Growing up and Successful Adulting in 2014
I haven’t written anything in a really long time. I think it’s been over a year actually…
2014 has been an odd one. I think it’s felt a lot like… trying to walk across an ice rink in sneakers: Do-able, but in a kinda sorta not really but yes but you also face-planted and fell on your butt a thousand times so….
What I mean to say is… Have you ever had a period in your life where nothing was going really bad so you can’t complain but, nothing feels like it’s going really great? And you’re left wondering how you’ve really progressed in life or how you’re improving as a person?
These past few months, my biggest obstacle has been: How do I adult? I’m 25 now which, has sort of been a benchmark year when I’ve thought of my life as a young’n. Like… at 25.. I’m definitely a grown-up and I know things. Except I don’t know things and I have to google everything and gosh, if I didn’t have a smartphone I’m pretty sure I’d just be wandering around lost somewhere. And it’s a horrifying realization when I have to deal with “grown-up” things because my first instinct is to find an adult to do these sort of grown-up tasks but then to realize, “… I’M supposed to be an adult.” I need a better adult…
I’ve been having random flashbacks. I’m a person with a terrible memory. Like.. I know I’ve done things in life and have memories but I can never recall them until something reminds me of them. And then I’m like, “Oh that’s a really good story.. I should remember that for parties so people think I’m interesting.” But then I immediately forget. Anyway.
A couple of weeks ago, the cafe I work at has these little.. baby pumpkins that aren’t actually pumpkins because they’re actually squash… Anyway, I was looking at them and I had this flashback to a time when I was a kid at halloween. I loved these mini-“pumpkins” and I carved one like a jack-o-lantern. And I wanted so bad to light it like a regular jack-o-lantern because it was so small and cute so I begged my mom to make it work. She tried to let me down easy and explain that it just wasn’t possible (physics.. science.. whatevs). But she tried to make it work anyway. Like.. spent way too much time when it was just obviously impossible.
And then today, I had this memory of a time when it had snowed. I think I was in kindergarten and I was so excited for snow and desperate to build a snowman. Mom knew it wasn’t the snowman building kind of snow… it was the really powdery what-even-is-the-point-of-you kind of stupid snow (it’s actually a really pretty kind of snow that I now appreciate but am still a little bitter at) but I wanted that darn snowman so bad she took me out anyway. She brought a large metal bowl with her from the kitchen full of water to try to make the snow stick together. It didn’t work. Again, she tried to make it work when it just… obviously… was not going to work.
These memories… They make me feel sad. I’m not sure if that’s the correct appropriation of what I’m feeling.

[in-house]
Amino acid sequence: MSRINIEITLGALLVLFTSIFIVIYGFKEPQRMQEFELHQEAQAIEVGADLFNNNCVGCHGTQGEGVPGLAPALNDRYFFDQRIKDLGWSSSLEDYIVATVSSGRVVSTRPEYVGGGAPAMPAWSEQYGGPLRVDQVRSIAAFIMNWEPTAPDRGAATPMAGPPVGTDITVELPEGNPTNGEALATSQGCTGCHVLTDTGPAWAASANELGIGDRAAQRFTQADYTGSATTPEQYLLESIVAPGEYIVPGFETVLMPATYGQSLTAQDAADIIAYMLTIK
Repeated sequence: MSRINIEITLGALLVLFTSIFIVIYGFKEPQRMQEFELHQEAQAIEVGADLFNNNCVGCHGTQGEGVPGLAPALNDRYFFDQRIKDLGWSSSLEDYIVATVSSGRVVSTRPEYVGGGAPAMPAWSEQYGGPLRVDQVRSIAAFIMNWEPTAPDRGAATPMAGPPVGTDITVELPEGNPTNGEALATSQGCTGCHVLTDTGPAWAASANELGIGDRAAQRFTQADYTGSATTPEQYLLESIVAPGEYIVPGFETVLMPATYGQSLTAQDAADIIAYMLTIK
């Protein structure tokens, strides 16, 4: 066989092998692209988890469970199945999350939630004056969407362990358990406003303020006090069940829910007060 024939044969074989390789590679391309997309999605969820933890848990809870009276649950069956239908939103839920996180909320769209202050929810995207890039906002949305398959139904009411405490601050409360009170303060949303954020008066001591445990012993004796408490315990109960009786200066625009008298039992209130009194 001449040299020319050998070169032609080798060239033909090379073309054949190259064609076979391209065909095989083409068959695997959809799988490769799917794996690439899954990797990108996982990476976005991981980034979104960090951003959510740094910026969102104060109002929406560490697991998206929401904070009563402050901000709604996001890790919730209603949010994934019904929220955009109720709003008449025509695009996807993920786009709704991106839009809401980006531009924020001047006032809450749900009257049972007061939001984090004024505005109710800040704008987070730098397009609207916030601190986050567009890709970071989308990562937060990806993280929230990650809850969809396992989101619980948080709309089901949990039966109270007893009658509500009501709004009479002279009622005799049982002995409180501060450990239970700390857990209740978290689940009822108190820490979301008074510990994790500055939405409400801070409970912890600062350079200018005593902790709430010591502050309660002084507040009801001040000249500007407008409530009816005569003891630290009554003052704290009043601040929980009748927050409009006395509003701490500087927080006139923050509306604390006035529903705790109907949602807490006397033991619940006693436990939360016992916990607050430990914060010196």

I associate my childhood with a lot of loneliness, pain, and brokenness. I feel a lot of regret and wrestle daily with the feeling that I am not at all how my parents wanted me to be.
There are words that were said that no matter how much I try to understand and realize that they just said in a moment of anger that will always burn in my soul. There’s collateral damage and hits taken in the crossfires of a broken marriage that I’ll carry on my shoulders. There’s guilt that I repeatedly came up short for everything they dreamed for me.
I think a lot of us are in this boat. Childhood can be so difficult to understand and sometimes it’s just easier to make it black and white because.. somehow that would make all the crap and the hurt easier to take. I hate thinking too deeply about my childhood. I never want to. The generalizations make it easier.
But these flashbacks of late, I think they make me sad because what got lost in the black and white generalizations were the very real evidences of a child who was indeed loved.
Am I awful that it was so hard and took so long to realize that while yes, there was a lot of bad stretching across my childhood years, I was still loved? There’s a part of my brain that just believes these two truths are mutually exclusive. But I remembered all the bad and forgot about the good.
Like… I’ve also just remembered her being mad at me on so many nights because I went to bed but was not actually sleeping. She knew this because she would come in to kiss me on the forehead while I was supposedly sleeping only to find that I was still awake.
Year 2014 is coming to a close. My doctor is technically still my pediatrician because I don’t know how my medical insurance works or how to find a grown-up person doctor.. I still don’t completely understand how this credit card situation works and I still don’t understand car insurance.. I occasionally eat gummy bears for breakfast and I still feel like I need parental permission to leave my house for more than a day at a time. All this to say.. I’m really bad at this adulting thing at 25 years old.
But I think the most grown-up thing I’ve done this year is realizing that despite all the bad, I was and am a loved child. I never really considered myself a “loved child” before and that mental shift is pretty powerful to me.
Sometimes life gives you really small pumpkins that are actually squash. Sometimes the snow is too powdery. I think she did the best with what she had. That’s all we can really do and I think that’s all I can really ask of her.
This holiday season, I thank God for the gift of these memories. I thank God for a life that’s really full of love.